Cenyth Red Blend 2009
Bordeaux Red Blends from Sonoma County, California
Cenyth (pronounced sen-eth) is the ancient form of the word zenith. Deftly blending Bordeaux-style technique with Sonoma county terroir, Cenyth is the expression of a winemaker, trained in the vineyards of France–and drawn to the hills of Sonoma County. To her, winemaking is an art. And here, balanced between the sunshine and drifting fog, she has found her ideal canvas.
The Wine Advocate - "The 2009 Cenyth is a blend of 47% Cabernet Sauvignon, 28% Merlot, 10% Cabernet Franc and the rest Petit Verdot and Malbec that achieved 14% alcohol, and was aged in 100% French oak for 15 months. Many 2009s are in the process of shutting down slightly, especially wines made from Bordeaux varietals. This wine shows sweet tannin and a more open knit personality, no doubt due to the 28% Merlot and 10% Cabernet Franc in the blend. Its deep ruby/purple color is followed by notes of licorice, incense, forest floor, mulberries, black cherries and black currants. Pierre Seillan believes that using four separate Sonoma County terroirs balances the wine beautifully, with high tannins from the mountain top vineyards and softer, silkier tannins from lower elevation sites."
Tasting Panel - "Made by Pierre Seillan’s daughter Hélène, with input from her father. Dense, dark and spicy with earth, juicy plum and complex flavors; mellow texture and good structure; long and balanced.47% Cabernet Sauvignon, 28% Merlot, 10% Cabernet Franc, 8% Petit Verdot, 7% Malbec. "
A wine brought to life as a product of California terroir and inspiration. Pierre Seillan, a world-renowned winemaker by any standard, has spent the past several years passing his artistry on to the next generation – his daughter Helene. View all Cenyth Wines
About Sonoma CountyView a map of Sonoma County wineriesRelated Links:
Twice as large as Napa in size, Sonoma County only makes about a half the amount of wine as her northeasterly neighbor. But Sonoma, with her size, is able to vouch for more diversity within her borders, including sub-AVAs that are climatically varied. The atmosphere of Sonoma is decidedly laid back and down home country style. But in wines, they are keeping up with the Joneses, or Napa-ites if you will. Grape varieties are more varied here, from Pinot Noir and Zinfandel to Cabernet Sauvignon and Chardonnay.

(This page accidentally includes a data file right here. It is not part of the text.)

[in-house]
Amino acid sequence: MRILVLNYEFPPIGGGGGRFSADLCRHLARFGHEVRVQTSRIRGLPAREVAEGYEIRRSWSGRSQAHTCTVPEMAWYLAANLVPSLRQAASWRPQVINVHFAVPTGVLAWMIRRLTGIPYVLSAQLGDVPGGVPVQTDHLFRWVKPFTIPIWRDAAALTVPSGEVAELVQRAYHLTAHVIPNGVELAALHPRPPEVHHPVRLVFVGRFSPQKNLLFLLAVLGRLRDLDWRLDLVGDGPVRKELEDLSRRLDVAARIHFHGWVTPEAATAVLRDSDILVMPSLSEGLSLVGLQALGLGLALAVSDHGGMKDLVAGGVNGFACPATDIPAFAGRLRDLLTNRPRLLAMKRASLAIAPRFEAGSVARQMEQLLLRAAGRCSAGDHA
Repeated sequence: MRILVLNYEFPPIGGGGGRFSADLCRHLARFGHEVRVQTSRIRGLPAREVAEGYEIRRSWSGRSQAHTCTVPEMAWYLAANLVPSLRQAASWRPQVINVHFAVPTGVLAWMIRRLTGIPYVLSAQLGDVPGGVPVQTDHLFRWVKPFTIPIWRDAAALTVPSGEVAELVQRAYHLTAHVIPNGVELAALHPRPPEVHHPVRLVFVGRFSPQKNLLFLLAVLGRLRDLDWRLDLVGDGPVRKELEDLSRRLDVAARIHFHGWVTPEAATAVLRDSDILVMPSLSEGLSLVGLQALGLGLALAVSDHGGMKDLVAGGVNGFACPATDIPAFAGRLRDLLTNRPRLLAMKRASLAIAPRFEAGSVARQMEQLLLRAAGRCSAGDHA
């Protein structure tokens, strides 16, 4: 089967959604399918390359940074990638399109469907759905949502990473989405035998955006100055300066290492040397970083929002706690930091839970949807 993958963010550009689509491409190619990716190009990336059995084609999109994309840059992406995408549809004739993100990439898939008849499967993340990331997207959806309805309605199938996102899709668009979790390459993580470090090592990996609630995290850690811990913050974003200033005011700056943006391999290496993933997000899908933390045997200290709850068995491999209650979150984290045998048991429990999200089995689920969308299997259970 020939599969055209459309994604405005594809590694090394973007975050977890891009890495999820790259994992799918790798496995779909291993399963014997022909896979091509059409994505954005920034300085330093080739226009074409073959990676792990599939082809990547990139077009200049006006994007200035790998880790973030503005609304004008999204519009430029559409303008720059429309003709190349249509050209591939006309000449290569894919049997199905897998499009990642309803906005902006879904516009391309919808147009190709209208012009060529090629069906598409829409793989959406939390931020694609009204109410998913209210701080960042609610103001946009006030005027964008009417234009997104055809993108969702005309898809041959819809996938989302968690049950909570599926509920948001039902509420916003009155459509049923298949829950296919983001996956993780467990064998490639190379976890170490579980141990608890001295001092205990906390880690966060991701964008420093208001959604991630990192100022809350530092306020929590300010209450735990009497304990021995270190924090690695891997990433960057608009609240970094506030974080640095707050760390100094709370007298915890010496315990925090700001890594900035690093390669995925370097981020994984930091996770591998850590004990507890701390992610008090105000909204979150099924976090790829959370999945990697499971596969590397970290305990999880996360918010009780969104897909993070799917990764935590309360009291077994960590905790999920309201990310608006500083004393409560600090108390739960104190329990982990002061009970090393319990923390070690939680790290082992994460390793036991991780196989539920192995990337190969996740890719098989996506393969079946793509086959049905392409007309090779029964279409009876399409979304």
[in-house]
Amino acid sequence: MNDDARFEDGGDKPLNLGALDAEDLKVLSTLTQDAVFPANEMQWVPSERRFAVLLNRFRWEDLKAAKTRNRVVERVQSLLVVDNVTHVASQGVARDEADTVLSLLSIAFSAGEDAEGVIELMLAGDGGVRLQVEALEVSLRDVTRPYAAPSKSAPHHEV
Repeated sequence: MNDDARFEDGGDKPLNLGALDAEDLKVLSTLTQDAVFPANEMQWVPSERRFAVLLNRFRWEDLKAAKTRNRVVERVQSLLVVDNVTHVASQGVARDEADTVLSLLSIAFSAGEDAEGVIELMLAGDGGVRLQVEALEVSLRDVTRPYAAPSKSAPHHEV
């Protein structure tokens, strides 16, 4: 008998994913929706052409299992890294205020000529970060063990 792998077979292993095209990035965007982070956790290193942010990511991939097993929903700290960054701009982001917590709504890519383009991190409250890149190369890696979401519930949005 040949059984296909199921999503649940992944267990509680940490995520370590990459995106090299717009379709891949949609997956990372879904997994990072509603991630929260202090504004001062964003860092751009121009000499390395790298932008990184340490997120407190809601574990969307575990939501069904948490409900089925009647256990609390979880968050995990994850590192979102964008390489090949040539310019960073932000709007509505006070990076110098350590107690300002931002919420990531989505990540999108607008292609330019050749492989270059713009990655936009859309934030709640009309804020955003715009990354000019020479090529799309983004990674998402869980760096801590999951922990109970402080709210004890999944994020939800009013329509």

Notable FactsThe largest sub-AVAs of Sonoma include Dry Creek Valley, Russian River Valley, Alexander Valley and Sonoma Valley. Each sub-AVA, with its own micro-climate, is unique in its grape varieties and styles of wine. Dry Creek makes a mean Zinfandel while Russian River produces stand up Pinot Noir and Chardonnay. The Alexander Valley makes some of the better Cabernet Sauvignons in the county and Sonoma Valley creates excellent wines from all the above varieties. Other grapes found throughout Sonoma include Sauvignon Blanc, Merlot and Syrah.
About CaliforniaIt's not rare to see a wine's country of origin listed as "California." A country into itself in the wine world, California makes enough varieties and styles to match many European wine countries. It produces a diverse range of wines that span the quality spectrum.
The most famous of the California wine regions is Napa Valley, and these wines are certainly outstanding – but it's not as broad and diverse as its larger neighbor, Sonoma County. Down south, Santa Barbara's Santa Maria Valley is well-known for its Rhône blends, as well as cool-climate varieties like Pinot and Chardonnay. The Central Coast, the largest California AVA, has many different microclimates that lead to a wide range of wines with many sub-AVAs.
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Alcohol By Volume GuideMost wine ranges from 10-16% alcohol by volume. Some varietals tend to have higher (for example Zinfandel and Cabernet Sauvignon) or lower alcohol levels (Pinot Noir and many white varietals), but there is always some variation from producer to producer. Some wine falls outside of this range, for instance Port weighs in closer to 20%, while Muscat and Riesling are usually a bit below 10%.
Wine Style Guide
Light & Crisp
- Light to medium bodied wines that are high in acid and light to medium fruit. Typically no oak.
Fruity & Smooth
- Light to medium bodied wines with lots of juicy fruit, typically medium acid and medium oak.
Rich & Creamy
- Full bodied wines that have typically undergone malo-lactic fermentation and/or spent time in oak.